Year of the Horse (1997)
Critic Consensus: No consensus yet.
Jim Jarmushch's rough-edged and raw documentary tribute to one of modern rock music's most influential artists Neil Young and Crazy Horse includes interviews, concert clips and shots of the band in rehearsal.
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Critic Reviews for Year of the Horse
Plays like This Is Spinal Tap made from anti-matter. Both films are about aging rockers, but Year of the Horse removes the humor and energy.
This is quite possibly the worst documentary I have ever had the displeasure of watching on the big screen.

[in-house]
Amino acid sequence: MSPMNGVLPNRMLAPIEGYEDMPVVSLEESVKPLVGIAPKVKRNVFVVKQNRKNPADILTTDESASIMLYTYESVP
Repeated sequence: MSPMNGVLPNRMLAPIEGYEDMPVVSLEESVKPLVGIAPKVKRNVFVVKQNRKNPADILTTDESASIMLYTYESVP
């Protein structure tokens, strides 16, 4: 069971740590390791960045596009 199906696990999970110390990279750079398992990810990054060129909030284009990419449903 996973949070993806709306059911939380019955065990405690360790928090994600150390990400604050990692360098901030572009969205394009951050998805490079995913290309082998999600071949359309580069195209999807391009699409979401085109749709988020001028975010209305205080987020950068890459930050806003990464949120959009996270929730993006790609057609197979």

Both a quirky little movie and a monument to one of rock 'n' roll's greatest noisemakers.
This is an intimate, lyrical yet incendiary film, and it will please fans of both Young and Jarmusch.
If you've ever liked the 52-year-old Young's songs, you'll probably be hooked early on.
Audience Reviews for Year of the Horse
Jim Jarmusch shot this documentary/live about Neil Young and his band Crazy Horse as they toured in 1996. It was shot on low quality film stock intentionally (Super 8mm, and 16mm film stocks as well as Hi-8 Video Tape), and the look is part of the charm. Quite frankly, if you don't like Neil Young and his music, avoid this altogether. It was made for people who really like Neil Young. I liked it for what it was, but it is a little hard to recommend to someone who is only a casual fan of Young and his work.
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